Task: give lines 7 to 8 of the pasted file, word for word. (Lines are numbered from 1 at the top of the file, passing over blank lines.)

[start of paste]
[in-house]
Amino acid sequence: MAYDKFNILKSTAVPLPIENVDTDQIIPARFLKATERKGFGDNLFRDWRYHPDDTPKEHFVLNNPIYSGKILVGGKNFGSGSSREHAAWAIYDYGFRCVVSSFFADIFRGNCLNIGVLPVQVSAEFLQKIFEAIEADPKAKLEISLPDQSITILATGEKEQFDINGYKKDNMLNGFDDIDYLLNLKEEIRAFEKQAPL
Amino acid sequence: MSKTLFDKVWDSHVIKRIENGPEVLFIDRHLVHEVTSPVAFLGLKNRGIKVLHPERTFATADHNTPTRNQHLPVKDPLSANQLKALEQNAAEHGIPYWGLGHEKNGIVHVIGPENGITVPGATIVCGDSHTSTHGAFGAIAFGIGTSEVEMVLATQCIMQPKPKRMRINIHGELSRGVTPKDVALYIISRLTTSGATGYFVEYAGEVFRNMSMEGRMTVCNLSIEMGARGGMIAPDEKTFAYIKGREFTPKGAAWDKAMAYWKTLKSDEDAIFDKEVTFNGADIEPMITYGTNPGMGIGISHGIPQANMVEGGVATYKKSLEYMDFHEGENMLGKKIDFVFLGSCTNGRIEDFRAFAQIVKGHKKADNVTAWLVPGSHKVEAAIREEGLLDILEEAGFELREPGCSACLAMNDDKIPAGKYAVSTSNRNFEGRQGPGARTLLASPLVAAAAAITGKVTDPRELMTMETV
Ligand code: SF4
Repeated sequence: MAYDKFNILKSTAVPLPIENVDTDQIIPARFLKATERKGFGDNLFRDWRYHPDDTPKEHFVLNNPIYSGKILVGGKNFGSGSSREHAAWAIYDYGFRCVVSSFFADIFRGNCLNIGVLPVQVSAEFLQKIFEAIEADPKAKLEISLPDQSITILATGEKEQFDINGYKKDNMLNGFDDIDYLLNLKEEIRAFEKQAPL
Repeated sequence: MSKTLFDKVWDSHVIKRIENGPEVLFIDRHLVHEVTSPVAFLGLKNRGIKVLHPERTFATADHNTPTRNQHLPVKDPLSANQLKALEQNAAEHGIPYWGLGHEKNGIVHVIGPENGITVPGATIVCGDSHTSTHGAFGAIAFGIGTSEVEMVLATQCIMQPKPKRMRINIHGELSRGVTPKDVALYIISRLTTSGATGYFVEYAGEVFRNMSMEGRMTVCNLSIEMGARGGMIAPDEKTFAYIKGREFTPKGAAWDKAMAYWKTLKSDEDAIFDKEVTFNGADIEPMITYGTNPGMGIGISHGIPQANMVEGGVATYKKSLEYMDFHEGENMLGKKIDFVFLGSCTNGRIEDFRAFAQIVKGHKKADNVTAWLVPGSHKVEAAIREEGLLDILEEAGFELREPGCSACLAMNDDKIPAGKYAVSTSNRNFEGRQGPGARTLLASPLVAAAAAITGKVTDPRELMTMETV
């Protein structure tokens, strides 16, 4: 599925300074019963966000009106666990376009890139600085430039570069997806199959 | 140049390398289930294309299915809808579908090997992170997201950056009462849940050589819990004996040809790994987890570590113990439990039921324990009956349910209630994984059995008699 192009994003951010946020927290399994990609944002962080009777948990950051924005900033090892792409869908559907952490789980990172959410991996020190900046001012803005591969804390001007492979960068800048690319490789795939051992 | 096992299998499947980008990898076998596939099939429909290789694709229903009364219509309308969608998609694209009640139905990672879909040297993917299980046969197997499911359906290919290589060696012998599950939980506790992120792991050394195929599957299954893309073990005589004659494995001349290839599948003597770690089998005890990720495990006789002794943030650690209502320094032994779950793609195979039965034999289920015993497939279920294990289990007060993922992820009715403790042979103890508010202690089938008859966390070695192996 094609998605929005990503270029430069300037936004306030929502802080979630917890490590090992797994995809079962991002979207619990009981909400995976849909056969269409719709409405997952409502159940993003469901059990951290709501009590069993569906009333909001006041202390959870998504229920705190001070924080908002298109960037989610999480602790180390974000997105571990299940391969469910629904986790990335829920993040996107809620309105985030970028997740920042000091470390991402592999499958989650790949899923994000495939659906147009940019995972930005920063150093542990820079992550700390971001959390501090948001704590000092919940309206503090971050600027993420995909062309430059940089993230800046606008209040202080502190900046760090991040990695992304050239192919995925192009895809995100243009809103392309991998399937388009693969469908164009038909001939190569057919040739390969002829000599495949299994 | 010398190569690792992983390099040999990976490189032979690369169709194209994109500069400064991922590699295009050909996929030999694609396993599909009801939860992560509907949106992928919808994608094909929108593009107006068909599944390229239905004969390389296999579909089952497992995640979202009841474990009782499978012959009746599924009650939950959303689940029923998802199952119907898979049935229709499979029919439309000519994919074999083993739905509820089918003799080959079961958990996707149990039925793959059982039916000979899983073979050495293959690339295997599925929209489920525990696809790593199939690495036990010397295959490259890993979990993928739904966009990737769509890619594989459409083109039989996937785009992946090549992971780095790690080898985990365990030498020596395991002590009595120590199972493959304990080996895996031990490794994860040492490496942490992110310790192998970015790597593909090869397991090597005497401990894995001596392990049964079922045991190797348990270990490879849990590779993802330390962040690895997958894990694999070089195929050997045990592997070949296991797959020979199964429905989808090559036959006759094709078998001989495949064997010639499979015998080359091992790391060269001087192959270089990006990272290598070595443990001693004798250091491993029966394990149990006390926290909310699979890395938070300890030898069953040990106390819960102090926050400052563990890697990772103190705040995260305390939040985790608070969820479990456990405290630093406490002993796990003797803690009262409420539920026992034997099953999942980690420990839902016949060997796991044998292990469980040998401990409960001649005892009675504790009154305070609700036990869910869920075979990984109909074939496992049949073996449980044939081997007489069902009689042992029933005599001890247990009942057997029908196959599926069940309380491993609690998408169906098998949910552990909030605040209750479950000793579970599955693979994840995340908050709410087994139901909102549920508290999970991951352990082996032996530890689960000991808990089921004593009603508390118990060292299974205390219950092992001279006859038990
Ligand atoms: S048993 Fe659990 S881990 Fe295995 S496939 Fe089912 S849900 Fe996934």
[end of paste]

């Protein structure tokens, strides 16, 4: 599925300074019963966000009106666990376009890139600085430039570069997806199959 | 140049390398289930294309299915809808579908090997992170997201950056009462849940050589819990004996040809790994987890570590113990439990039921324990009956349910209630994984059995008699 192009994003951010946020927290399994990609944002962080009777948990950051924005900033090892792409869908559907952490789980990172959410991996020190900046001012803005591969804390001007492979960068800048690319490789795939051992 | 096992299998499947980008990898076998596939099939429909290789694709229903009364219509309308969608998609694209009640139905990672879909040297993917299980046969197997499911359906290919290589060696012998599950939980506790992120792991050394195929599957299954893309073990005589004659494995001349290839599948003597770690089998005890990720495990006789002794943030650690209502320094032994779950793609195979039965034999289920015993497939279920294990289990007060993922992820009715403790042979103890508010202690089938008859966390070695192996 094609998605929005990503270029430069300037936004306030929502802080979630917890490590090992797994995809079962991002979207619990009981909400995976849909056969269409719709409405997952409502159940993003469901059990951290709501009590069993569906009333909001006041202390959870998504229920705190001070924080908002298109960037989610999480602790180390974000997105571990299940391969469910629904986790990335829920993040996107809620309105985030970028997740920042000091470390991402592999499958989650790949899923994000495939659906147009940019995972930005920063150093542990820079992550700390971001959390501090948001704590000092919940309206503090971050600027993420995909062309430059940089993230800046606008209040202080502190900046760090991040990695992304050239192919995925192009895809995100243009809103392309991998399937388009693969469908164009038909001939190569057919040739390969002829000599495949299994 | 010398190569690792992983390099040999990976490189032979690369169709194209994109500069400064991922590699295009050909996929030999694609396993599909009801939860992560509907949106992928919808994608094909929108593009107006068909599944390229239905004969390389296999579909089952497992995640979202009841474990009782499978012959009746599924009650939950959303689940029923998802199952119907898979049935229709499979029919439309000519994919074999083993739905509820089918003799080959079961958990996707149990039925793959059982039916000979899983073979050495293959690339295997599925929209489920525990696809790593199939690495036990010397295959490259890993979990993928739904966009990737769509890619594989459409083109039989996937785009992946090549992971780095790690080898985990365990030498020596395991002590009595120590199972493959304990080996895996031990490794994860040492490496942490992110310790192998970015790597593909090869397991090597005497401990894995001596392990049964079922045991190797348990270990490879849990590779993802330390962040690895997958894990694999070089195929050997045990592997070949296991797959020979199964429905989808090559036959006759094709078998001989495949064997010639499979015998080359091992790391060269001087192959270089990006990272290598070595443990001693004798250091491993029966394990149990006390926290909310699979890395938070300890030898069953040990106390819960102090926050400052563990890697990772103190705040995260305390939040985790608070969820479990456990405290630093406490002993796990003797803690009262409420539920026992034997099953999942980690420990839902016949060997796991044998292990469980040998401990409960001649005892009675504790009154305070609700036990869910869920075979990984109909074939496992049949073996449980044939081997007489069902009689042992029933005599001890247990009942057997029908196959599926069940309380491993609690998408169906098998949910552990909030605040209750479950000793579970599955693979994840995340908050709410087994139901909102549920508290999970991951352990082996032996530890689960000991808990089921004593009603508390118990060292299974205390219950092992001279006859038990
Ligand atoms: S048993 Fe659990 S881990 Fe295995 S496939 Fe089912 S849900 Fe996934």